Just released: Creativity is getting new attention in today’s America –– along the way revealing fault lines in U.S. culture. Surveys show people overwhelming seeing creativity as both a desirable trait and a work enhancement, yet most say they just aren’t creative.
Like beauty and wealth, creativity seems universally desired but insufficiently possessed. Businesses likewise see innovation as essential to productivity and growth, but can’t bring themselves to risk new ideas. Even as one’s “inner artist” is hyped by a booming self-help industry, creative education dwindles in U.S. schools.
Anxious Creativity: When Imagination Fails examines this conceptual mess, while focusing on how America’s current edginess dampens creativity in everyone. Written in an engaging and accessible style, Anxious Creativity draws on current ideas in the social sciences, economics, and the arts. Discussion centers on the knotty problem of reconciling the expressive potential in all people with the nation’s tendency to reward only a few. Fortunately, there is some good news, as scientists, economists, and creative professionals have begun advocating new ways of sharing and collaboration. Building on these prospects, the book argues that America’s innovation crisis demands a rethinking of individualism, competition, and the ways creativity is rewarded.
Available from all major booksellers. More info at: https://www.routledge.com/Anxious-Creativity-When-Imagination-Fails-1st-Edition/Trend/p/book/9780367275068
Women run just a quarter of the biggest art museums in the United States and Canada, and they earn about a third less than their male counterparts, according to a report released on Friday by the Association of Art Museum Directors, a professional organization. The New York Times reports that “The group examined salary data on the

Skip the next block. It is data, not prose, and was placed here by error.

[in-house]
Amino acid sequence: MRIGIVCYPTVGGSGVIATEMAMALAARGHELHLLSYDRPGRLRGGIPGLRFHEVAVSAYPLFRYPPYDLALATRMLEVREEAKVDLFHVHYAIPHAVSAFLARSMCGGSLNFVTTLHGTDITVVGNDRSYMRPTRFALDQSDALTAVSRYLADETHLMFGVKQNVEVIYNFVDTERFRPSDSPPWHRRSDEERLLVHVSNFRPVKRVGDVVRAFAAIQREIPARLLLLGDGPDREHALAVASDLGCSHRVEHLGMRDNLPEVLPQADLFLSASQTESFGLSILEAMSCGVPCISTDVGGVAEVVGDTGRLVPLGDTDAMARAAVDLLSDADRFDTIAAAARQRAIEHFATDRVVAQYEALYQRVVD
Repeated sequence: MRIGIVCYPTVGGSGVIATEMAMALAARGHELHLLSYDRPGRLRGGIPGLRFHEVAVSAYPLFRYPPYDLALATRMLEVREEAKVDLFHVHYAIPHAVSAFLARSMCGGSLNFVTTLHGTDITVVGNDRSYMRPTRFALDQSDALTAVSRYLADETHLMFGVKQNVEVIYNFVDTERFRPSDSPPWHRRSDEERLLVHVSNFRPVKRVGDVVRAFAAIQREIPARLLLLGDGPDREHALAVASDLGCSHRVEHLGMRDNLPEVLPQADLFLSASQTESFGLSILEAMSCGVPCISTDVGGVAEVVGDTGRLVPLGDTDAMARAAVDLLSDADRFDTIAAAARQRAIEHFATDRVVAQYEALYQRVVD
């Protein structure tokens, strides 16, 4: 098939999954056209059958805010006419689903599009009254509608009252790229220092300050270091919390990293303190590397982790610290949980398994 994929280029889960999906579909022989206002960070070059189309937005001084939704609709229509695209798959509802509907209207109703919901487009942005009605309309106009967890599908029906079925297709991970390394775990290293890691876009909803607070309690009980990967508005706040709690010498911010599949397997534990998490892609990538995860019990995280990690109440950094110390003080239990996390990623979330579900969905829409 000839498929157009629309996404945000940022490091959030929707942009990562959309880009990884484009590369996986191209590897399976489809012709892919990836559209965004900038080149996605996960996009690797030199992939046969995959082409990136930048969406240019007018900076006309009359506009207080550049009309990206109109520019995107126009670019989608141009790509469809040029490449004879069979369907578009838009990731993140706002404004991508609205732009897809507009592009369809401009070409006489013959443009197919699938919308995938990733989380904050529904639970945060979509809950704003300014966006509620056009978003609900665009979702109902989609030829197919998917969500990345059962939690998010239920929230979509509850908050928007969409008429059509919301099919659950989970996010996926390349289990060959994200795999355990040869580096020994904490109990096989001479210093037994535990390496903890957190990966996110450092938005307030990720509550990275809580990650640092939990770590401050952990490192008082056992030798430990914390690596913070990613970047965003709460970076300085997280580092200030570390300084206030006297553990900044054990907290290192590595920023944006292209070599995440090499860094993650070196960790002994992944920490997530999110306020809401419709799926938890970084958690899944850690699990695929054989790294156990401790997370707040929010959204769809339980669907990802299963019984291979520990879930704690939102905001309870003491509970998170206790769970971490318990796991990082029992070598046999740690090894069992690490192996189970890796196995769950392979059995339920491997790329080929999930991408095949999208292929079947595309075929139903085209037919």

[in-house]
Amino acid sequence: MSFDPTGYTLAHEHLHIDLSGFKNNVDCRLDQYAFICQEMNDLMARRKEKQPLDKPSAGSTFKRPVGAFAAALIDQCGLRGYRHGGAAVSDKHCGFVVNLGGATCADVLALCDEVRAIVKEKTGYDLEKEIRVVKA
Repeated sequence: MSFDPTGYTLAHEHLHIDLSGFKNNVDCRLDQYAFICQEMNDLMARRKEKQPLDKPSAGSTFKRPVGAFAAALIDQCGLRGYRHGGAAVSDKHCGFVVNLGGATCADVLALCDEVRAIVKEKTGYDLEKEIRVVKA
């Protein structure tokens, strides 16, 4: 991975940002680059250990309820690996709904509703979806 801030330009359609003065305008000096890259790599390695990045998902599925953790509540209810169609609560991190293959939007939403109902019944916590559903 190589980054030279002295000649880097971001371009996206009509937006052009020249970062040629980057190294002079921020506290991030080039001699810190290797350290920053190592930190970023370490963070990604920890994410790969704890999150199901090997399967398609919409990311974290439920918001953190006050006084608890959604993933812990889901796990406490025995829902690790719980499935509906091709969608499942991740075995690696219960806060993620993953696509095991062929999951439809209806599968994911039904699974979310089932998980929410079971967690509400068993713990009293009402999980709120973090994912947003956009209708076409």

217 members it had last year through the prism of gender, for the first time. The report noted strides made by women at small and midsize museums, with budgets under $15 million, often university or contemporary-art institutions. Here, women have basically achieved parity, holding nearly half of the directorships and earning just about the same as men. But the gap is glaring at big institutions, those with budgets over $15 million: Only 24 percent are led by women, and they make 29 percent less than their male peers.
“And just five of the 33 most prominent art museums — those with budgets greater than $20 million — have women at the helm. “There is a difference if a woman is running one of these big museums,” said Elizabeth Easton, director of the Center for Curatorial Leadership, a training program in New York that has helped place nine women in directorships, but none at the country’s most influential museums. “Those directors are the most loud and authoritative voices. It sets the tone.” Continue reading “The museum gender gap”
This has been a rough couple of years in the Los Angeles musuem world, replete wiht power struggles, board rebellions, curators euphemistically resigning, and the public wondering what the hell is going on. At least the city gained one very huge rock. From outside the LA bubble, the New York Tmes put it this way:
“The Museum of Contemporary Art in Los Angeles, which has been battered in recent months with defections of board members, criticism of its direction and precarious finances, would merge with the Los Angeles County Museum of Art under a proposal by the latter museum.
“Lacma’s director, Michael Govan, and its board’s co-chairmen, Terry Semel and Andrew Gordon, proposed the union in a letter dated Feb. 24,according to The Los Angeles Times. Were the two institutions to merge, it said, it envisioned Lacma’s keeping its two downtown locations and operating under MOCA’s name. Continue reading “Museum merger mania in Los Angeles”